Residential Property Valuations

A client may want a valuation of domestic property for different reasons. It could be for Inheritance Tax or probate, Capital Gains Tax.

It could be that they share the ownership with a housing association or purchased under help to buy and are staircasing or proposing to sell the property: in those circumstances you are required to obtain a valuation from a Chartered Valuation Surveyor.

The clients could unfortunately be in a matrimonial dispute or a dispute of an other nature and require a retrospective valuation.

The client could be contemplating purchasing a property and may have commissioned a RICS (Royal Institution of Chartered Surveyors) Condition Survey, HomeBuyers Report or Building Survey or maybe require a stand-alone valuation to help them make up their mind about the purchase.

So what would the client expect to get in a valuation report ? You will get a explained purpose of the valuation. You will get recent market trends, my opinion on the market value, if needed a rental value, the date and extent of the inspection, the situation, communications and amenities of the property. It’s description, if it is a flat or a house, terraced or detached, construction, age, apparent state of repair, accommodation and services. It will also describe planning what existing use, any possible development potential, any Environmental issues, contamination, flooding, minerals. Also in there you will find A statement of the valuation approach most probably with reference to the comparable method of valuation where the valuer would probably use recent comparables. Confirmation of compliance with the RICS Red Book.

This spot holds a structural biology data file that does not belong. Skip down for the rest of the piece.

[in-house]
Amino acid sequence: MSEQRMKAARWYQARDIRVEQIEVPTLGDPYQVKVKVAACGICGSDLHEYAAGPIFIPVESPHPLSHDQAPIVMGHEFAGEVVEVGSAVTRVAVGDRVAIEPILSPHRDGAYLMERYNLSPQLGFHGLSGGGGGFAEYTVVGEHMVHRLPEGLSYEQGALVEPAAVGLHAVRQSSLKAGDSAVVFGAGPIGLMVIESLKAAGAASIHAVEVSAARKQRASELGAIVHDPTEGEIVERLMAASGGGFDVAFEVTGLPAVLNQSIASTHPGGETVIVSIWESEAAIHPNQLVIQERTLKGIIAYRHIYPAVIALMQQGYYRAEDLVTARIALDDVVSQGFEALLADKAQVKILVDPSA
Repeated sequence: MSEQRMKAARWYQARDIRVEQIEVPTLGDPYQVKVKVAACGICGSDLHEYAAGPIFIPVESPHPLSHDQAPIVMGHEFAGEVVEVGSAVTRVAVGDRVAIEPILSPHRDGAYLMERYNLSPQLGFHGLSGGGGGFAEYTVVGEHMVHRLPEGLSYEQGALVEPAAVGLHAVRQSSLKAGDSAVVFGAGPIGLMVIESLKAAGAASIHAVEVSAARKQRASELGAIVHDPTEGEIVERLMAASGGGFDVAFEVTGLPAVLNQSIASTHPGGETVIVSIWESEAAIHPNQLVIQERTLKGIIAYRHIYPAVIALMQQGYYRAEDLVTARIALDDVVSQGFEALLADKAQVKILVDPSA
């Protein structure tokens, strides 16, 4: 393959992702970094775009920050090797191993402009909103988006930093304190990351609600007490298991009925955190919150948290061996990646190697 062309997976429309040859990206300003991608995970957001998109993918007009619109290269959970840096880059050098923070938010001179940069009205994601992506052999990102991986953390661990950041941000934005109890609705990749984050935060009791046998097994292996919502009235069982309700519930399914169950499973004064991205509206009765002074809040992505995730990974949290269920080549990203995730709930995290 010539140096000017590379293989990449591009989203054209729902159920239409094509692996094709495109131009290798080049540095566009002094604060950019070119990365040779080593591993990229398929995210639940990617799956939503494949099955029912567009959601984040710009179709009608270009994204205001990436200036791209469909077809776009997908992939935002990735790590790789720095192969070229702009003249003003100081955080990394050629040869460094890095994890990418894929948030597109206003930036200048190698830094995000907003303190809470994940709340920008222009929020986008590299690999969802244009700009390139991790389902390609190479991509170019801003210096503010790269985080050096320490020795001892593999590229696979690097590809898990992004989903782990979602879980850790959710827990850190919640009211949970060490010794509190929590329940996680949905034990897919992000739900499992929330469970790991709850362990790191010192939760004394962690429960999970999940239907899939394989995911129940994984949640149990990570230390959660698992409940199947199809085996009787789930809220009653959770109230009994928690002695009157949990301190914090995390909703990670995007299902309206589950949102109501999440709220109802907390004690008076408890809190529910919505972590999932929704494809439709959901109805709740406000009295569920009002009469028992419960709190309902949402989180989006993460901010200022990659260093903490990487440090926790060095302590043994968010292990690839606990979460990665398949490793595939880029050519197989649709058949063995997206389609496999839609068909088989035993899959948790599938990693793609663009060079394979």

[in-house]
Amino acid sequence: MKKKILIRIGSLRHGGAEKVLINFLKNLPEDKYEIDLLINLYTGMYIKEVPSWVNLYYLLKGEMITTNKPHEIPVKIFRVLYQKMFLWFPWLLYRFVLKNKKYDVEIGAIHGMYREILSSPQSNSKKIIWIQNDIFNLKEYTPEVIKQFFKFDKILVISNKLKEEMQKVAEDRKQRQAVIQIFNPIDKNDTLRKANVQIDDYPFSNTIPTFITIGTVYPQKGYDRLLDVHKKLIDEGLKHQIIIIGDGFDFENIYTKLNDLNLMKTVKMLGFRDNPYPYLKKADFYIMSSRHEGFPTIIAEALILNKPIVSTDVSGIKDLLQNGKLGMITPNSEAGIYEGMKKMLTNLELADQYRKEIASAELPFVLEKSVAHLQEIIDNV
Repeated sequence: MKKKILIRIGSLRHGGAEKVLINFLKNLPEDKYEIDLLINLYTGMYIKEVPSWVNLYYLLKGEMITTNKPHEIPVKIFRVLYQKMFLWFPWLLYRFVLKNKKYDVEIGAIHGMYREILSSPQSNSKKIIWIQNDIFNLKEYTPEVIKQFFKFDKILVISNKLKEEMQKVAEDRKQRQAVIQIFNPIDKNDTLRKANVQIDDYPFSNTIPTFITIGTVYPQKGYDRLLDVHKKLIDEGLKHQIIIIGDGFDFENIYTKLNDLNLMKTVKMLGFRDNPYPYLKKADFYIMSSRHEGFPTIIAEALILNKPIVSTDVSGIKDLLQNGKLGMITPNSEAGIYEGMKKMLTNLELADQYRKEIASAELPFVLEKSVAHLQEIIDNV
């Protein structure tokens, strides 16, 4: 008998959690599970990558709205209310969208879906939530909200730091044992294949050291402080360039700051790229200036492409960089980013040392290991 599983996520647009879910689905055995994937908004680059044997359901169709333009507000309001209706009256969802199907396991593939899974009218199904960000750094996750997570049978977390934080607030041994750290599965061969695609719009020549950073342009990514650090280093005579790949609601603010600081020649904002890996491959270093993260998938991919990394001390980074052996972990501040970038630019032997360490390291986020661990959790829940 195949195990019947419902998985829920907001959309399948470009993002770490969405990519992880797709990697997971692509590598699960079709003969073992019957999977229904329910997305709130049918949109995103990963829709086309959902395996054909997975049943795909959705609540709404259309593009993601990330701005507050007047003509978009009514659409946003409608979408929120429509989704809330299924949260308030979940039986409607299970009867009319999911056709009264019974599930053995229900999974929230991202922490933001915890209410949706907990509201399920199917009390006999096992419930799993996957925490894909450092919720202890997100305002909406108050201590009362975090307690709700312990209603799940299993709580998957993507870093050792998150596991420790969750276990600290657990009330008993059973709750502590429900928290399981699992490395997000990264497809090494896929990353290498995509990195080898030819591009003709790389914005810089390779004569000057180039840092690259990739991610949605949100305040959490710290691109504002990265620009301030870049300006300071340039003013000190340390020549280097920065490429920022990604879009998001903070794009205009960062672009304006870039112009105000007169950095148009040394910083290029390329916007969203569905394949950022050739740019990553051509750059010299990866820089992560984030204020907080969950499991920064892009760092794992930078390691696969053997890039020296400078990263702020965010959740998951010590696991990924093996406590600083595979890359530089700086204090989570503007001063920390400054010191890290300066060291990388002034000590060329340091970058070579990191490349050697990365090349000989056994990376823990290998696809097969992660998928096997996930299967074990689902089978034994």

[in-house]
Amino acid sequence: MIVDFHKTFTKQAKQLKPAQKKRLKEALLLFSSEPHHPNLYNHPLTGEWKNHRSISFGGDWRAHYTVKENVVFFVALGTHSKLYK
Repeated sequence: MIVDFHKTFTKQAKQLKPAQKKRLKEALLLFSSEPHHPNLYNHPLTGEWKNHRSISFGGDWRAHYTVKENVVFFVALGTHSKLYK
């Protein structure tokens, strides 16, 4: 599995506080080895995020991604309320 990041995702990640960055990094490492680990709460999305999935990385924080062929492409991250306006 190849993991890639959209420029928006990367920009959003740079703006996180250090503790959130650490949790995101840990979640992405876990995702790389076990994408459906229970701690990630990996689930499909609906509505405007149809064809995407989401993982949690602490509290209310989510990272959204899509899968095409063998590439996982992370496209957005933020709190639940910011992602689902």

RICS Condition Surveys

The Royal Institution of Chartered Surveyor (RICS) has produced a suite of home surveys:

A) A Mortgage valuation is level 1,

B) An RICS HomeBuyer Report is level 2, and

C) A Building (Structural) survey is level 3.

In this blog I’ll be discussing the RICS Condition Survey which falls between levels 1 and 2. It was introduced to be suitable for either home owners who may be selling or purchasers of property. In my experience home owners aren’t (unfortunately) interested in the product. It has not been popular with many surveyors but is taken up by some purchasers.

The RICS Condition survey is suitable for domestic properties say up to 150 years old, in good order and where the client does not intend to undertake structural alterations.

So what does the RICS Condition survey cover? Inside each room we look at the ceiling, walls, floors, doors, windows, heating eg radiators, and in kitchens / bathrooms the fittings. A visual inspection of the services is done but drain covers are not lifted. Roof spaces are inspected from the top of the ladder. Checks are made for damp / woodworm and movement.

Outside we look at the chimney, roof, rain water goods, walls, DPC, windows, doors, conservatory / porch, and the boundaries, garage / car parking, sheds etc..

In doing the RICS Condition survey the surveyor will not consider environmental factors, recommend how repairs should be dealt with.

In contrast a surveyor doing a RICS HomeBuyer Report, would enter roof space if safe and inspect drains as well.

Housing Health and Safety Rating System (HHSRS)

The Housing Health and Safety Rating System (HHSRS) is a method of assessing housing conditions. It replaced the unfit method several years ago and is mainly used by Local Authority Environmental Health Officers.

Immigration surveys.